Eagles Wake-Up Call: The Youth Movement
“That’s a lot,” the Eagles general manager said.
The Eagles, according to our friend Jimmy Kempski’s tabulations, began the season as the 10th youngest team in the NFL with an average age of 25.74. To break it down further, 15 of the 53 players on the roster (28 percent) right now are 23 or younger. It’s no secret what the Eagles plan is: go young, build through the draft and supplement the roster with veterans that can provide some guidance.
In order for that blueprint to work, of course, you need to hit on your draft picks. And while the jury is still out, early returns on the past two draft classes have generally been positive. Players like Fletcher Cox, Mychal Kendricks, Vinny Curry, Nick Foles, Brandon Boykin, Lane Johnson, Zach Ertz, Bennie Logan and Earl Wolff are all making an impact in some way.
After too many swings and misses in the ’10 and ’11 drafts, the Eagles lost significant strength in their core. They’re trying to build that back up.
“We have a good group of scouts and we have a good connection in the building, personnel and coaching working together,” said Roseman. “And I think the process is good now. If you have a good process I think you get good results. It’s gotta be that way, it’s gotta start with that. You have to pick the best players and not force anything, and if we continue to do that we’re going to have a good team.”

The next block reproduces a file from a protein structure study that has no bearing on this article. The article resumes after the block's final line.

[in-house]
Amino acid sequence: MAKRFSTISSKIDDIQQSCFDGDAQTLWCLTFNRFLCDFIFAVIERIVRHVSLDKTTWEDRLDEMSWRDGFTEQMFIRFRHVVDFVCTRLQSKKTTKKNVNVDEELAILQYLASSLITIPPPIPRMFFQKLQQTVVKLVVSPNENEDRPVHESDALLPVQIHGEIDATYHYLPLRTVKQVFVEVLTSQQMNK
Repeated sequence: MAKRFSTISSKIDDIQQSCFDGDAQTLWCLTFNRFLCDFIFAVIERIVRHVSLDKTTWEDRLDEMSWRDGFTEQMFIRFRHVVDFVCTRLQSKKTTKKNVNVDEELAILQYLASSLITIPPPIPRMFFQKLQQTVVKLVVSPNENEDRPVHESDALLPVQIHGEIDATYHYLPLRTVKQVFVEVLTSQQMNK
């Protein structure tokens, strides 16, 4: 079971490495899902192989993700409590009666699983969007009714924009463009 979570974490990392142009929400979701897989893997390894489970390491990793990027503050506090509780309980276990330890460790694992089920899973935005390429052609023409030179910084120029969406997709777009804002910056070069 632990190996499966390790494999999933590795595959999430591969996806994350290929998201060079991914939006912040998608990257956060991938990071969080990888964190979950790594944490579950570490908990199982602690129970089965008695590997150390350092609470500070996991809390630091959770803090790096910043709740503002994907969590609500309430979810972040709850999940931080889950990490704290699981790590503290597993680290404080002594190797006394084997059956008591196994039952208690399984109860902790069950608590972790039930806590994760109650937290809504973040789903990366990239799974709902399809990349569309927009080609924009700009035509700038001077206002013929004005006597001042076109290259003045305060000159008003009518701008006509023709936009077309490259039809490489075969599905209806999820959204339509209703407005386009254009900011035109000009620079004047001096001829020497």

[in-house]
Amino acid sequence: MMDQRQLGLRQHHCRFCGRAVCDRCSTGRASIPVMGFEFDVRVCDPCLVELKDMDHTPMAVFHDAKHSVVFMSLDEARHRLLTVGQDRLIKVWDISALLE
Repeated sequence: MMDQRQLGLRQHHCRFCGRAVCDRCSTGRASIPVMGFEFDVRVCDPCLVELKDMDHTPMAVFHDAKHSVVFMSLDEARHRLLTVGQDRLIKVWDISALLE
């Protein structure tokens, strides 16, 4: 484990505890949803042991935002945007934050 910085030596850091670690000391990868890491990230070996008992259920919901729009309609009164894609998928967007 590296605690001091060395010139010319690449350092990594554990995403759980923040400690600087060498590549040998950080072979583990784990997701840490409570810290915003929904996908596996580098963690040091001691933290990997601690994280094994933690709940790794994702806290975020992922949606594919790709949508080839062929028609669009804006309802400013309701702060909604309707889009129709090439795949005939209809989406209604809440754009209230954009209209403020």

Here is the list Roseman referenced:
(Note: We listed Wolff the starter over Chung, and put Boykin down as a starter because of his value to the secondary.)
— Of this group, 20 can be considered regular contributors (not including special teams). Thirteen are starters.
— The starting defensive line trio of Cox, Logan and Thornton has an average age of 23 years old.
— Michael Vick, Donnie Jones and Jon Dorenbos are the elder statesman on the team at 33 years of age.
— Starting offensive linemen Evan Mathis (32), Todd Herremans (31) and Jason Peters (31) are next in line. Trent Cole is also 31.
WHAT YOU MISSED
Kapadia shows just how special LeSean McCoy has been lately with help from the All-22.
Chip Kelly‘s personality, potential issues in the run game and my day off, all covered in the latest Twitter Mailbag.
Sheil writes that the defense is beginning to form an identity.
Nick Foles prop bets? Nick Foles prop bets.
WHAT THEY’RE SAYING
Kevin Seifert over at ESPN.com on how critical McCoy has been to Foles’ success:
I don’t want to take anything away from Nick Foles, who is 4-1 as the Eagles’ starter. He has thrown 16 touchdowns without an interception, but it’s important to understand how much he has benefited from LeSean McCoy’s NFL-leading 1,009 rushing yards. According to ESPN Stats & Information, nine of Foles’ touchdown passes have come among his 46 play-action attempts, an incredible ratio that doubles what we’ve seen this season from Peyton Manning (eight in 98 attempts), Russell Wilson (eight in 92) and Drew Brees (seven in 92).
Zach Berman writes that Boykin is making the most of his time on the field.
Boykin has played 56 percent of the defensive snaps this season. When playing teams that don’t often field three wide receivers, such as Washington last Sunday, Boykin is often relegated to the sideline. He played just 31 percent of the snaps…
Asked this week what his statistics would be if he played 40 percent more of the snaps, Boykin couldn’t help but laugh. He understands his role but has not been shy about his desire – and ability – to be a full-time cornerback.
“When you’re on the field more, you make more plays, or you should, if you get more opportunities,” Boykin said. “I just want to try to make my plays, because I know my reps.”
We’ll roll out some predictions for the rest of the year.